Gardening For the Birds and the Bees with Flowering Trees

Gardeners garden for many reasons.  Perhaps the most common reason is to get back to that part of us that belongs with nature.  We want to see the world around us come through our garden and provide for its positive growth.  How we do that can vary in thousands of ways but almost every method provides some sort of food source for nature and its creatures.  Recently I planted a few plants that will one day provide nutrition and shelter for some of nature's creatures. (The materials and plants in this post were provided as a part of Lowe's Creative Ideas!) When providing for nature's growth natives are a great place to start.  When you think of spring flowering native trees and my state (Tennessee) one of the first trees you should think of is the dogwood.  Dogwoods show their blooms (which are really bracts) every spring to the delight…

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Bees in the ‘Yoshino’ Cherry Trees

What is my favorite tree?  That's a hard question to answer, since there are so many trees that I enjoy.  Some trees provide fruit, other trees, shade, and others flowers which makes them hard to pick a single favorite.  I have to categorize.  In the spring for the flowering trees I would have to say my favorites are the cherry trees.  I love seeing the massive canopies of blooms each year.  Our garden is home to several 'Yoshino' cherry trees which never fail to impress me! This 'Yoshino' was the second one I planted in our yard and has grown fast and strong.  It's been planted for about 4 years.  The bees enjoy it immensely.  I was out working in the yard yesterday and every time I passed by the cherry tree I heard hundreds of individual buzzes that made it sound as if the tree had an engine.  I…

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Growing Dogwoods (Cornus kousa) from Seed

A week ago we found ourselves at the doctors office for one of my children.  Nothing major (this time), just a regular check up and physical so she could run cross country (Very cool that a 7 year old wants to run cross country!).  After her appointment we left the doctor's office and found a dogwood tree, Cornus kousa, that was loaded with fruit.  To make a long story short (actually the rest of the story is below - otherwise there wouldn't be a post) we gathered a small bunch of berries(drupes) that had already fallen to the ground and brought them home to try and grow. Cornus kousa Cornus kousa is a dogwood that is native to Asia.  It's becoming more and more popular here in the U.S. due to its resistance to diseases like anthracnose which is brutal to our native dogwoods.  In fact a number of cultivars…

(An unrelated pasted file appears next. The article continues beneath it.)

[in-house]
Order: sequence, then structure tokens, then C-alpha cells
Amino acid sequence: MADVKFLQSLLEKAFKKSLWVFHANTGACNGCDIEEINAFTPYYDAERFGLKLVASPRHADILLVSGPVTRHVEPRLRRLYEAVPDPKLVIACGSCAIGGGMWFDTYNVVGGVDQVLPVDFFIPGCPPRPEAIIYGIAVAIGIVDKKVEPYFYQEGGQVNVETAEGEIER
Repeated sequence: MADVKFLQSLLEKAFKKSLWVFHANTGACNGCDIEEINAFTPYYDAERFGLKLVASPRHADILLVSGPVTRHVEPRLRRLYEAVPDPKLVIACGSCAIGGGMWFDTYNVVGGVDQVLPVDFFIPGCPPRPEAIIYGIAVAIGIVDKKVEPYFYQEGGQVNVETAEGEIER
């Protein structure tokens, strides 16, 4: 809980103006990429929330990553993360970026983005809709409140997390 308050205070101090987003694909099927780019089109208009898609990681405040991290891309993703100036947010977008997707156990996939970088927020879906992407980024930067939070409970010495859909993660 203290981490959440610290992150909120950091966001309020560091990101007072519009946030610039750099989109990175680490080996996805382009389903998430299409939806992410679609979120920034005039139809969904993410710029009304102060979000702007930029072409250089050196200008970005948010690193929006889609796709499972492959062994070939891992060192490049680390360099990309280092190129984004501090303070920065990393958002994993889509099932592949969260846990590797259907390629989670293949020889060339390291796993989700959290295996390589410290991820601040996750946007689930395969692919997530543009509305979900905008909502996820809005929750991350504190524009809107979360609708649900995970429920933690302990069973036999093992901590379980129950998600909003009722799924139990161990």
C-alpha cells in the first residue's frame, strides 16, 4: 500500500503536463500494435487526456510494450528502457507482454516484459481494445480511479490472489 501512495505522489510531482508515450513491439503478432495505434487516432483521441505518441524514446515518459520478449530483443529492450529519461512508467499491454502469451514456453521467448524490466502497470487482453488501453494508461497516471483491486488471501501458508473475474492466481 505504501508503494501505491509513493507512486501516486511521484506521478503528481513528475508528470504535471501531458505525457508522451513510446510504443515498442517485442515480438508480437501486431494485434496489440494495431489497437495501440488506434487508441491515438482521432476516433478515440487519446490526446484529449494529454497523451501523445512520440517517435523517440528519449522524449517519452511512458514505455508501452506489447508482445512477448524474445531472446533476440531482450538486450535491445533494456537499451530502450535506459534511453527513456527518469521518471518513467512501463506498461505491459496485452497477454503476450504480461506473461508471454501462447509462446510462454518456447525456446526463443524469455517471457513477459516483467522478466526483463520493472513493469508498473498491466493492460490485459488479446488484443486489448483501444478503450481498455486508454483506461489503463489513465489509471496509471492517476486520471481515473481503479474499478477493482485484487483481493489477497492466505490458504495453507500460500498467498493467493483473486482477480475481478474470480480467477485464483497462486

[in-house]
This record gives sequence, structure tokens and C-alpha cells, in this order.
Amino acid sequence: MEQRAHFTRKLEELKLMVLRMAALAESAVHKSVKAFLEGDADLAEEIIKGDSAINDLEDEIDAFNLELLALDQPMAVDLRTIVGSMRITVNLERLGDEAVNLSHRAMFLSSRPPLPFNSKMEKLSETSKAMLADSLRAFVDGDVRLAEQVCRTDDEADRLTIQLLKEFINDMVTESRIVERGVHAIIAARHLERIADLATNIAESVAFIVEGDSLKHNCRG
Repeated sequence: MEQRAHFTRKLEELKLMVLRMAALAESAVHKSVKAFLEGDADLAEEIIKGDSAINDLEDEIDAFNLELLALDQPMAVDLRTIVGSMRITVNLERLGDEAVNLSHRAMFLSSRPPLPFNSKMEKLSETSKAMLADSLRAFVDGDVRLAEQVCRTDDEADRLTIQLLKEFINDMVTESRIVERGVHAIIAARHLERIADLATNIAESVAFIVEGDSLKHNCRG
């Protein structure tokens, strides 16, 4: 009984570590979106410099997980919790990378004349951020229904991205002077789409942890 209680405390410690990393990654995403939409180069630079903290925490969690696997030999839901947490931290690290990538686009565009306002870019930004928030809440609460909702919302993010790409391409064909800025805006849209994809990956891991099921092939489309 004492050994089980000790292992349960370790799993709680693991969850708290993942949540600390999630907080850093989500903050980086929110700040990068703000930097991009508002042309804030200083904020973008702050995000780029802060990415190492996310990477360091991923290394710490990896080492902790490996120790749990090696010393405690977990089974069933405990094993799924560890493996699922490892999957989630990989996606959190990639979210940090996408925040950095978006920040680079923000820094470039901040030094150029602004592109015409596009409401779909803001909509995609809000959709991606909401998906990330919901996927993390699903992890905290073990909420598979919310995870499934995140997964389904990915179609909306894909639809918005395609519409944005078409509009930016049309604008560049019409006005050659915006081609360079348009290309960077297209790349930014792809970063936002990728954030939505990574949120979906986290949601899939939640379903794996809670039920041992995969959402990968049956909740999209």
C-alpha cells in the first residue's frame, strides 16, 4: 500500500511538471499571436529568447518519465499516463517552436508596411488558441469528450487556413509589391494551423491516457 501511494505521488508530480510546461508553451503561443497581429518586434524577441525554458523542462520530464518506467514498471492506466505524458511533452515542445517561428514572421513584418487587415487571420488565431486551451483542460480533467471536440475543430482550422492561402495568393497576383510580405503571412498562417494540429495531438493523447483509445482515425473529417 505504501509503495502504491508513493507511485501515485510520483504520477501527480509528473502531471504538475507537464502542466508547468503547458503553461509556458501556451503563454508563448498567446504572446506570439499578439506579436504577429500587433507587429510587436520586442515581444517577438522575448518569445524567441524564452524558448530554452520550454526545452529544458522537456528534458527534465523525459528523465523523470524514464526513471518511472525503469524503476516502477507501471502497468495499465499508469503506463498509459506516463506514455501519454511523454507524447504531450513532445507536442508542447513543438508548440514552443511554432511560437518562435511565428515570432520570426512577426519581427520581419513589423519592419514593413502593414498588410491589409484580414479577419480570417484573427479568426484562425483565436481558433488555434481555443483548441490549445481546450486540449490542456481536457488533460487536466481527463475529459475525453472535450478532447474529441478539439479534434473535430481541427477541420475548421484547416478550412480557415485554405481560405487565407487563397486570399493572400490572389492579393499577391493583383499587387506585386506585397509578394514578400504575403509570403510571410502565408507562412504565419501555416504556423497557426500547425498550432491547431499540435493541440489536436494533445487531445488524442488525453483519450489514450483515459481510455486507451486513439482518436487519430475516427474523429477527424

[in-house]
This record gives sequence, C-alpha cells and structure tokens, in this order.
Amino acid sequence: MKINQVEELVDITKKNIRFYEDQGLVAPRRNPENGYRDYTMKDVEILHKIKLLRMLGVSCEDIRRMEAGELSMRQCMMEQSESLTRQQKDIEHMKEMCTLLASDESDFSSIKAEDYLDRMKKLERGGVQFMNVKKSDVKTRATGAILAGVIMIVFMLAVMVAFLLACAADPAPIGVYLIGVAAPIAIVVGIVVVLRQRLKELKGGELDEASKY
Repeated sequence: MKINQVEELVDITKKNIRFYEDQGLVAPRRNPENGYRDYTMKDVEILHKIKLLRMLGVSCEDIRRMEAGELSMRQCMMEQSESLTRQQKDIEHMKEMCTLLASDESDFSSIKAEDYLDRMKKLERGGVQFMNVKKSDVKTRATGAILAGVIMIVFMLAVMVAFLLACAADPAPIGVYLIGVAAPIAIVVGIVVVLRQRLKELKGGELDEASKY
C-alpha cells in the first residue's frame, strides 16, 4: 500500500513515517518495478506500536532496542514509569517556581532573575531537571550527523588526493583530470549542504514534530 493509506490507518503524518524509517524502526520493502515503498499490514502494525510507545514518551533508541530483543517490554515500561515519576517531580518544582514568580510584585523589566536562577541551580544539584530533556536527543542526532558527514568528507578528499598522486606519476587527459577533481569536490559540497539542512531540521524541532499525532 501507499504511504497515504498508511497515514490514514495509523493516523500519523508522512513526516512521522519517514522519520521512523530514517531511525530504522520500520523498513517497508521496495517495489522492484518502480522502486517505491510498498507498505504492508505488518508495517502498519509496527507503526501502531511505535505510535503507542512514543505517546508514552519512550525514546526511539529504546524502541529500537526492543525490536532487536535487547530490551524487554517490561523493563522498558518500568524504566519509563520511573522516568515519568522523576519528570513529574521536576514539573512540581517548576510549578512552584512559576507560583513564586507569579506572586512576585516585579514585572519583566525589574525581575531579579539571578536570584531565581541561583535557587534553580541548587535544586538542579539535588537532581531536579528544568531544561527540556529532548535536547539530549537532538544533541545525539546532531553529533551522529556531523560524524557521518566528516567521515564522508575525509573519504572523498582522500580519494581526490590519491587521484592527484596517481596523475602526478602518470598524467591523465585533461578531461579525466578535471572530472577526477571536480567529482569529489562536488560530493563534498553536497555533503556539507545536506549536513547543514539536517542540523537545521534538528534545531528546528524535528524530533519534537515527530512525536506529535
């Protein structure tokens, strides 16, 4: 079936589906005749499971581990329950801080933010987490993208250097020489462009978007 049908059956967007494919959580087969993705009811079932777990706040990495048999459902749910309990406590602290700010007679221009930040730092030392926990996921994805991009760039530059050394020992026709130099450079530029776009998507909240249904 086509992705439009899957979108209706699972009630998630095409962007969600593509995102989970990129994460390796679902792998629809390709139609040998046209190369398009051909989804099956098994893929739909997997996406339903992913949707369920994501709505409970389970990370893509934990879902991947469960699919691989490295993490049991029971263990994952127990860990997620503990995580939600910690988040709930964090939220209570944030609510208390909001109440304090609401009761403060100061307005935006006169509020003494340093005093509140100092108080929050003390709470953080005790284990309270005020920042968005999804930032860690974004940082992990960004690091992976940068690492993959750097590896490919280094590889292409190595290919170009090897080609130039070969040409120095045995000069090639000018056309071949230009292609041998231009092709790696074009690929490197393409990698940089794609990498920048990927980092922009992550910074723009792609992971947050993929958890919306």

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5 Favorite Trees That I Grow In My Garden (The Friday Fives)

What is a garden without the trees?  Bare and boring!  Without a good tree you lose the shade they provide, the elegant grace that trees offer as a focal point, the fruit the tree may bear, the benefit to the wildlife around us - I think you agree, you just have to have a tree!  But what trees would you pick?  And which one's would I always want planted in yard? Here are my picks for this week's Friday Five! Japanese maple leaf When I was a kid living at my grandfather's house there was a row of trees on one side of the driveway.  The trees had been there as long as I had known and had knotty roots along the surface of the soil, thick branches that hung low, and were the perfect trees for climbing.  I can't tell you how many times I climbed this one tree…

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Happy Easter!

I won't be posting a Seed Sowing Saturday post this weekend since it's Easter weekend. I've included a dogwood picture and if you would like to read more about dogwoods I wrote post for the Tennessee Gardener online that you may enjoy.  Also for an update on the plants in my garden shed feel free to take a look at the video below. I hope you have a Happy Easter! This video was made with my Sony HDRCX130 HD Video Camera.